This is a collection of essays by and about the Burmese pro democracy activist It s split into three sections, the first being essays that she wrote before becoming politically active This contains a biography of her father, the man regarded as the father of the modern Burma a history of the country written for a younger audience a comparison of colonialism in Burma and India and a review of Burmese literature and nationalism This section shows that she s an intelligent and intelligible writer with a wide range, but it s the second section where she comes into her own This is a collection of speeches and essays after her political activism began Apart from one very dry and difficult piece about economics, peace and development, they re all very clearly written and her passion and drive come through clearly The final section is a series of appreciations of Aung San Suu Kyi written by other people.The most heartbreaking thing about this book is that it was published in the mid 90s, and than a decade later nothing has changed Aung San Suu Kyi is still under house arrest, the military are still in control and it doesn t look like they re going to give up any time soon Reading her words, her optimism and hope shine through she really believed that the military would talk to her and accept the mandate of the people where her party won over 80% of the seats contested.This book shows that Aung San Suu Kyi is an intelligent, strong and incredibly capable woman She s been called Burma s Gandhi and I hope that she lives to see her dream of Burma s transition to a democratic state.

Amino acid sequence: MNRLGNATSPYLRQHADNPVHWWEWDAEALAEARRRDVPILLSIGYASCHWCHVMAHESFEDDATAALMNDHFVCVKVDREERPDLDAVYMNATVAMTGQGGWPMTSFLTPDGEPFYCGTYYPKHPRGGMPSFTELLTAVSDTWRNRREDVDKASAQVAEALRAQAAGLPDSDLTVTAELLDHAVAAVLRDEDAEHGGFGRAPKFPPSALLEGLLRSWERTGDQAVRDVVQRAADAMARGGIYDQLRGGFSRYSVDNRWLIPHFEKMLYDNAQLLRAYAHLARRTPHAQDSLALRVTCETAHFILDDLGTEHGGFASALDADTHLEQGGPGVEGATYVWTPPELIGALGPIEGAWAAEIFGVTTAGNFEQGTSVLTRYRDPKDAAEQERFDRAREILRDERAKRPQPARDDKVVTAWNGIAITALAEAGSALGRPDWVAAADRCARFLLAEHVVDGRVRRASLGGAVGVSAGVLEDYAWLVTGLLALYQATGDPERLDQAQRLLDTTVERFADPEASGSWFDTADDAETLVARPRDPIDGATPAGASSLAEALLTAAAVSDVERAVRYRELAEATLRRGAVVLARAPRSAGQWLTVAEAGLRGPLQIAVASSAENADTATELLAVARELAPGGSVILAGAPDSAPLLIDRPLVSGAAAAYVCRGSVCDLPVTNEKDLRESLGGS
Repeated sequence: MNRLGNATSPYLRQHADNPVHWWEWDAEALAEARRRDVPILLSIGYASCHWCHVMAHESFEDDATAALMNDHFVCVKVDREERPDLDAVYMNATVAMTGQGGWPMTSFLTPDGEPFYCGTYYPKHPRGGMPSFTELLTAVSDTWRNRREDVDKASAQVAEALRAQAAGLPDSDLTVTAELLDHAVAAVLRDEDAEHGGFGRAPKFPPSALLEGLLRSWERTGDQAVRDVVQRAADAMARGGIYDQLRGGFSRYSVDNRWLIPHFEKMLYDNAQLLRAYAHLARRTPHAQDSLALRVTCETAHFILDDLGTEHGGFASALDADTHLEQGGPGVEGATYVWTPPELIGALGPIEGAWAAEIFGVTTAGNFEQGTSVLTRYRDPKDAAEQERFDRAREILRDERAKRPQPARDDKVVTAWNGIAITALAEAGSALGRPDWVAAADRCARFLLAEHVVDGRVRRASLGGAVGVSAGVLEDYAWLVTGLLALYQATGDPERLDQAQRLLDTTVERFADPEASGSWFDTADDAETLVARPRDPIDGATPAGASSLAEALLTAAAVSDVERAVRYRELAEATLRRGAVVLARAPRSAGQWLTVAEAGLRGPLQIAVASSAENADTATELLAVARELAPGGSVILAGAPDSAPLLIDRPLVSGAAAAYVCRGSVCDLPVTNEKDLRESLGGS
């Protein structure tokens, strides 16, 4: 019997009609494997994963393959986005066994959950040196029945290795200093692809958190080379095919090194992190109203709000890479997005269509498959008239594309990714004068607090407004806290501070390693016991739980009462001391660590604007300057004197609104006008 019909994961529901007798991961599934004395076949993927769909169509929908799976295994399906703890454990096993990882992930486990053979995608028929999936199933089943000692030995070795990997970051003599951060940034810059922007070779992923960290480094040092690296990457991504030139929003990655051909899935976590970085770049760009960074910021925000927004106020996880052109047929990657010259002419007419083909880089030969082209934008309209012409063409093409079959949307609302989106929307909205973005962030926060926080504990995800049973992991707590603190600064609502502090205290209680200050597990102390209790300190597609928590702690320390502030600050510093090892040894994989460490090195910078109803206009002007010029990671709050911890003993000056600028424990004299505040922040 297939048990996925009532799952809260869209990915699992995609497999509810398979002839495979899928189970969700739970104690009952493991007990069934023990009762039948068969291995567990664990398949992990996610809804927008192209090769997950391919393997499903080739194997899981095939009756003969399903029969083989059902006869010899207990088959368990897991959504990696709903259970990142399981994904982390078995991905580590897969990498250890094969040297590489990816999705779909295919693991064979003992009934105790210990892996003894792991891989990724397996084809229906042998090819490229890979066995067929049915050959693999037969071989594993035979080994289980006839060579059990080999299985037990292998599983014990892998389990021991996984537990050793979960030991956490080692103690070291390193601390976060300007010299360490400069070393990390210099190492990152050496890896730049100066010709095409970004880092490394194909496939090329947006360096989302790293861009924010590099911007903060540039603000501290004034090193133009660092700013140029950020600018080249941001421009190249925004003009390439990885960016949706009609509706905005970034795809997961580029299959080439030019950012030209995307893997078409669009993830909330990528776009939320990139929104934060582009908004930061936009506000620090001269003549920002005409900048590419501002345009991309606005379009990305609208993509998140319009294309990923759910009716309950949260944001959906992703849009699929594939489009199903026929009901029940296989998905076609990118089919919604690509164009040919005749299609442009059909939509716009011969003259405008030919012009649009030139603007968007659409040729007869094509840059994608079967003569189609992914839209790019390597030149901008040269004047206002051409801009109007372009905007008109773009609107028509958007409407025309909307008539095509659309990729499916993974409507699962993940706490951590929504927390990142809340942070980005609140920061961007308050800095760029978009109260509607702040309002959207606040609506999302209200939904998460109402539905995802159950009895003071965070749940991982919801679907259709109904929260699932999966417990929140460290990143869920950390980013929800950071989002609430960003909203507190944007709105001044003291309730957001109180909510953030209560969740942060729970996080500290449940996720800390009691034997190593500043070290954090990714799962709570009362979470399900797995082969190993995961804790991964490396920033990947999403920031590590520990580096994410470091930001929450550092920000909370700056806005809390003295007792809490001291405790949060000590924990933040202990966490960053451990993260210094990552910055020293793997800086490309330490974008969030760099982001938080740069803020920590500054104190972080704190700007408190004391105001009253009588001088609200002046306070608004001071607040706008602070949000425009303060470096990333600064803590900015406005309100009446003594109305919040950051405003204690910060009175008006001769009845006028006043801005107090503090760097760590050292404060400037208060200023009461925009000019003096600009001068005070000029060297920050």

3. says: